29. Equity-based Programming begins with children In aggregate terms, many countries have their MDGs on track and their economies are doing well “except for the people and especially the children in it”. Some call it the tyranny of the averages; others the fallacy of the mean! This “orthodox economic growth mediated development or as some people call it “predatory growth” produces inequalities with devastating effects on children resulting in intergenerational vicious cycles of poverty! UNICEF believes that the vicious cycle can be turned into a virtuous one by ensuring that policies and strategies that result in economic growth also addresses the multiple deprivations in children.. An “equity-mediated growth” as a key instrument for national development and for enhancing social cohesion.

30. RBA Vs Equity focused programming Rights-based Programming Goal is to ensure the rights of all children are realized in terms of fulfilment, protection, facilitation and respect in both outcome and process. Strategy: seeks to understand the causes (immediate, underlying and basic) of the situation at all levels of society and uses the most efficient and effective mix of: Capacity Development; Service Delivery; Advocacy/Mobilization ……to address with available resources factors affecting rights outcomes at the different levels Methodology: Situation assessment and analysis of cause, capacity gaps, role & obligations, resource (human, financial, organizational), communication & advocacy Equity-based Programming Goal is to eliminate unfair and avoidable circumstances that deprive certain groups (children) of their rights. Strategy: seeks to understand and address root /basic causes of inequity to ensure equal opportunity to access resources and services for survival, growth and development (e.g. education, health, WASH, protection). Methodology: similar to the RBA

31. RBA and Equity focused programming are contextual Programming from an equity perspective is contextual: political, social, economic and cultural Causative factors for inequity are complex and include:-Income disparities, Geographical isolation, attribute and identity based risks (e.g. gender, ethnicity, religion, disability, orphanhood), culture and social “norms”, disasters, weak governance etc. For children deprivations are often multiple and multidimensional, highest risk being income, geographical location (rural/urban, IDPs, migrants, refugees), identity and attributes risks (gender, ethnicity, disability, religion etc).

32. RBA & Equity programming principles Evidence-based and/or evidence informed: Situation analysis encompasses all rights: social, economic, cultural, political; data is disaggregated to expose disparities and a determination is made of whether policies, laws, practices and programmes are consistent with human rights, reduction of disparities and provide for the “progressive realization” of rights An explicit definition and understanding by partners of their obligations Adaptive: considers dynamism of the environment so approach is context specific Results-Based: needs both good processes and good outcomes supported by strong M&E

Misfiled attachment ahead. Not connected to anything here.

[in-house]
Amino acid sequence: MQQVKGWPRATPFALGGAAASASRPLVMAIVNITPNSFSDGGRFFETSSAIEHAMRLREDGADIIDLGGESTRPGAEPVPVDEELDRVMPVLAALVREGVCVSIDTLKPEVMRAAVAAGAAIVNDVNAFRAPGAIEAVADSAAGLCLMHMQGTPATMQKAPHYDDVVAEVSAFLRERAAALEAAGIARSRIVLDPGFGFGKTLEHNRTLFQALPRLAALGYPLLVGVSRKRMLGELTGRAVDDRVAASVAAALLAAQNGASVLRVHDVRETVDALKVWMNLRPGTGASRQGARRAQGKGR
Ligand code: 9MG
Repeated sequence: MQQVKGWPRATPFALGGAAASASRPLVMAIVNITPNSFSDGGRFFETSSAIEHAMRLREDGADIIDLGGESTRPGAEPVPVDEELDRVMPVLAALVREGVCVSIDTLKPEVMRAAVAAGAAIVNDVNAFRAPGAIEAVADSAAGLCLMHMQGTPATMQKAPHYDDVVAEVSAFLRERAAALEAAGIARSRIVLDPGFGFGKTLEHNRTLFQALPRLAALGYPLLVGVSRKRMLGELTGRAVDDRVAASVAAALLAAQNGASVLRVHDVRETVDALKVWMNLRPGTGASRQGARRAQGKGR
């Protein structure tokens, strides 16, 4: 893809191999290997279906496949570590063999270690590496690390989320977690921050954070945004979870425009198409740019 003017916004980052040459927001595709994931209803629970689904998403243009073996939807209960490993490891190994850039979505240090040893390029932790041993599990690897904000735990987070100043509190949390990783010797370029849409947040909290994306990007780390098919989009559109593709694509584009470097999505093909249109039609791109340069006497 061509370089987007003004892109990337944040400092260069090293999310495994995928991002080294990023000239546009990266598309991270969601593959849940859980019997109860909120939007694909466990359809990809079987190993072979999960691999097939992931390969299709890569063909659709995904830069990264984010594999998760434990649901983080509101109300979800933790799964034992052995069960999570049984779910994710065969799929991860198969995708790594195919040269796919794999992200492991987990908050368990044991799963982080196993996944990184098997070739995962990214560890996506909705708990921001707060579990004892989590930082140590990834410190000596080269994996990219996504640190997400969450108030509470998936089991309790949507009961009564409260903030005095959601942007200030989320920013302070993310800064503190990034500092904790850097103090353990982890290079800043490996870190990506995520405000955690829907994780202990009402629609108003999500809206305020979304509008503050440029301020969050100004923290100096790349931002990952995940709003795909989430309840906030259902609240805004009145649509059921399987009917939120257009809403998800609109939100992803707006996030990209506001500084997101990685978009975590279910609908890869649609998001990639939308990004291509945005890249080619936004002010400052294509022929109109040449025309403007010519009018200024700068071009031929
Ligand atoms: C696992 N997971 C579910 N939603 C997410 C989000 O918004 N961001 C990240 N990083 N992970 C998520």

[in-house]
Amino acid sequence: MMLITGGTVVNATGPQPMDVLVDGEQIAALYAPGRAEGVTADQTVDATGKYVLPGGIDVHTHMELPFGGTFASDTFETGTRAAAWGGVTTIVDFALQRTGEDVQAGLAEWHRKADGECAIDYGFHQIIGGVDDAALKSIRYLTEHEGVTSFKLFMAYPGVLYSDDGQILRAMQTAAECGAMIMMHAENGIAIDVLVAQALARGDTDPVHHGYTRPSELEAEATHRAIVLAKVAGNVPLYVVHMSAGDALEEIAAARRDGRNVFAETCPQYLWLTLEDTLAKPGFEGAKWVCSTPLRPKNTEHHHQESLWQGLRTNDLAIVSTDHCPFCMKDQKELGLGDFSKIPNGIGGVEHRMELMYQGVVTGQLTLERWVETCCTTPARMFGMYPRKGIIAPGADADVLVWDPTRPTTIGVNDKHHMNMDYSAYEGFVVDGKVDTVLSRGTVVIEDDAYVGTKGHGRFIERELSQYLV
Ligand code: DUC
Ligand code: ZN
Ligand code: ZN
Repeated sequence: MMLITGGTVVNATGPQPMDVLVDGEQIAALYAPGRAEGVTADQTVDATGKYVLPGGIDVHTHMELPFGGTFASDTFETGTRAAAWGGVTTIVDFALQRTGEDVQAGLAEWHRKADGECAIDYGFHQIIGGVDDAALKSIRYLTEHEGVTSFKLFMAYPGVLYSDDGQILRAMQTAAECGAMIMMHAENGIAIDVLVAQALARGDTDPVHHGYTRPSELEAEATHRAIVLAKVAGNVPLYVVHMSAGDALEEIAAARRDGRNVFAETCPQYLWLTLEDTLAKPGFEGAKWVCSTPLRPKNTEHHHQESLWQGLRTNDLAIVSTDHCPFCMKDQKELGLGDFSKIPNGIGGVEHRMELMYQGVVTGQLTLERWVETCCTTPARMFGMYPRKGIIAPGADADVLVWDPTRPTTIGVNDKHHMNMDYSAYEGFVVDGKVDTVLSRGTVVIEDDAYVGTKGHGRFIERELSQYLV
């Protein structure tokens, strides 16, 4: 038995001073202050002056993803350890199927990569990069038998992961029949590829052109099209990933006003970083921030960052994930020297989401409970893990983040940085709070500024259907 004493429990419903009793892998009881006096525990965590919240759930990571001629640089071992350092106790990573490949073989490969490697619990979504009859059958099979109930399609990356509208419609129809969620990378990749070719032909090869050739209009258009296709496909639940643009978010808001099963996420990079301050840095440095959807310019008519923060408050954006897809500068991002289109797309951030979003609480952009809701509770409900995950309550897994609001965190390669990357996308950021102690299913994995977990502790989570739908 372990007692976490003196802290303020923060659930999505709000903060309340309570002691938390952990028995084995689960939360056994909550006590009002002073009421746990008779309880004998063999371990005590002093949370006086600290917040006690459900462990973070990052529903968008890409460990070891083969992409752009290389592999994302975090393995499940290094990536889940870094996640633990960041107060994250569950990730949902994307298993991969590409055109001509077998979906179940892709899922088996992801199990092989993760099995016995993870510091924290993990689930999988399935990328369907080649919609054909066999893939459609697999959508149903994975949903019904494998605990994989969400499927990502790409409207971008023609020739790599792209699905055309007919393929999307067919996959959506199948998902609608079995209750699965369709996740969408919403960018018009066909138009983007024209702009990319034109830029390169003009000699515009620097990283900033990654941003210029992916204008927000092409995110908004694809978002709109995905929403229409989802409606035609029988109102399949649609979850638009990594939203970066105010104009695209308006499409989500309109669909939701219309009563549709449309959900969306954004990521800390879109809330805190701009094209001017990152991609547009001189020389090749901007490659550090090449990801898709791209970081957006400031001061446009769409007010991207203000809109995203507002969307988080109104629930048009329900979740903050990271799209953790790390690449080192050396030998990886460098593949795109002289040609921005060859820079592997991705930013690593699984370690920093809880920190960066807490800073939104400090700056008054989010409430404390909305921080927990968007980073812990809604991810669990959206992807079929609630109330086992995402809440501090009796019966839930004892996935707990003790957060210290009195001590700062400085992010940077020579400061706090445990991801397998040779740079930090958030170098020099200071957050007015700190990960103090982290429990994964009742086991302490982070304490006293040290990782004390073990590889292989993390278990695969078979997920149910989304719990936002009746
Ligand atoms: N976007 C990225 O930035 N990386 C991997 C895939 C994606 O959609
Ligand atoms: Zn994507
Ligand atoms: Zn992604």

33. What does equity refocus mean for UNICEF? It means UNICEF needs to intensify efforts in:- Situation Analysis and Child Poverty and Disparities Studies; Engagement in national policy formulation and implementation; Advocacy for equitable budgetary allocations and adequate social expenditure for MDGs; Integration of policy work across sectoral programmes; Support social protection systems; Strengthening participation and empowerment among most deprived children and families from the community to the national level It changes HOW Unicef does its work and not necessary “what” Unicef does. Note that an equity focus is already a key feature of UNICEF’s HRBAP and Mission Statement: ‘In everything we do, the most disadvantaged children and the countries in greatest need have priority”.

35. Galvanizing strategic Management for Equity Executive Director’s Leadership in the development of the evidence, GMT, advocating with strategic global partners and RO and CO leadership through, RMTs and CMTs… and the Equity Funds, Advocating the evidence through publications (e.g. Narrowing the Gap, Progress for Children, Q&A, the equity package etc) and strategic Meetings and dialogue with strategic partners; The RO-HQ Joint Work-planning Meeting of 15-17 March 2011 organized by PD, whose key outcomes included: inventory of capacity requirements and gaps within and across regions; improved understanding of equity concepts and processes and agreements on collaboration between RO & HQ; Challenge now is to ensure incorporation into “normal programming process”.